A Midget in the Walls
We have used that mechanism a few times in the past, but only in extreme cases. A recent one involved a unit owner who was convinced that a Chinese midget was living in the walls of the unit above his and who became infuriated because the association manager was refusing to feed this unauthorized (and invisible) occupant. This situation was more serious than it sounds, because the resident actually threatened to kill the manager for mistreating the midget. Based on those threats, the court issued an injunction barring the owner temporarily from his unit. He eventually obtained a note from his doctor explaining his disability and the association allowed him to return, but under an agreement that barred him from the common areas and essentially required him to remain in his unit. The resident eventually violated the agreement, had continued encounters with the manager and other owners, and, as a result, is now going to have to sell his unit.
The law generally requires a reasonable accommodation, and we certainly tried to find one in this case. But the statute includes an important exception for situations in which the resident poses a threat to others. These situations are not always clear cut, but the courts have provided some guidance, making it clear that the threat must be real and based on objective evidence – medical testimony, the resident’s behavior, or both – rather than on an assumption that the resident might pose a threat in the future. The existence of a disability is not, in itself, sufficient to prove that a resident poses a potential threat. You don’t actually have to wait for a disturbed resident to hurt others or damage their property, but you do need a basis for the fear that they might.
A California court had no trouble perceiving a clear and direct threat in the behavior of a tenant, who fought consistently with other residents, chased children through the halls with a knife, listened to loud, vulgar music, and made inappropriate sexual comments to anyone in hearing distance. Another court found a tenant’s repeated failure to close the building’s security doors, verbal attacks on other tenants, and display of “I hate you signs” equally threatening.
On the other hand, in Massachusetts, the Hampden Housing court in 1989 blocked the eviction of a tenant who “spat, kicked walls, threw trash in common areas, posted threatening signs, made throat-slitting gestures, and threatened to attack tenants and security guards.” The court accepted the explanation of the tenant (who was deaf) that his inability to communicate with others triggered his outbursts, and ordered the landlord to develop accommodations that would allow the individual to remain in the unit.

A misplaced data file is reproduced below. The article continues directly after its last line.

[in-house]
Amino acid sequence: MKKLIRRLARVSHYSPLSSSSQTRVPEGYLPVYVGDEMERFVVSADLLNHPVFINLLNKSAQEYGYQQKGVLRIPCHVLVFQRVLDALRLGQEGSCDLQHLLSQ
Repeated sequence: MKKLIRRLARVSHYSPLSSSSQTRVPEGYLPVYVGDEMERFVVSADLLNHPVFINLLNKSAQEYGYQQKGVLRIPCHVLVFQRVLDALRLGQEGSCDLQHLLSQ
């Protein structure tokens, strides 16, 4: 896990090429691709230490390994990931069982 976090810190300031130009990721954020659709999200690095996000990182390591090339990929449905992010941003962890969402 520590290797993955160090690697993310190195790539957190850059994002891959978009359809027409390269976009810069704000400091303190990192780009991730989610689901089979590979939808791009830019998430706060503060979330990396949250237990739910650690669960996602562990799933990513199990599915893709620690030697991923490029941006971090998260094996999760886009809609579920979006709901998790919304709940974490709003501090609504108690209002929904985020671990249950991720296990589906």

Sometimes Nothing Works
As that case illustrates, you may have to offer accommodations even to residents who pose a potential threat, unless you can show that there are no reasonable measures you could implement that would eliminate or “acceptably minimize” the threat to other residents.
Fortunately, these extreme situations are more the exception than the rule, and there is tremendous satisfaction in finding solutions that do not require removing an emotionally troubled resident from his/her home. But sometimes, even the best intentions and the best efforts aren’t enough. I dealt with one of those no-win situations recently involving a disabled and seriously disturbed veteran who fell behind in his rent. The problem, he explained at his eviction hearing, was that “people keep breaking into my apartment. They circumcised me while I slept and they chopped off my finger,” he told the judge, holding up his hand, with all fingers intact.
The property manager, who wanted to help, called the Veterans Administration, which sent a caseworker out to investigate. But because the tenant was well-groomed and had food in his refrigerator, he passed the VA definition of “capable of living independently.” As a result, the case worker said, there was nothing the VA could do unless the tenant became homeless. That was ultimately the solution, if you can call it that. We obtained a court order for the tenant’s eviction (based on nonpayment of rent) and a constable ultimately had to break down the door and evict him forcibly. The outcome was horrible for the tenant and everyone else involved, including the property manager, who was weeping on the curb during the eviction. In this case, we failed and the system failed. There was, literally, nothing else we could do.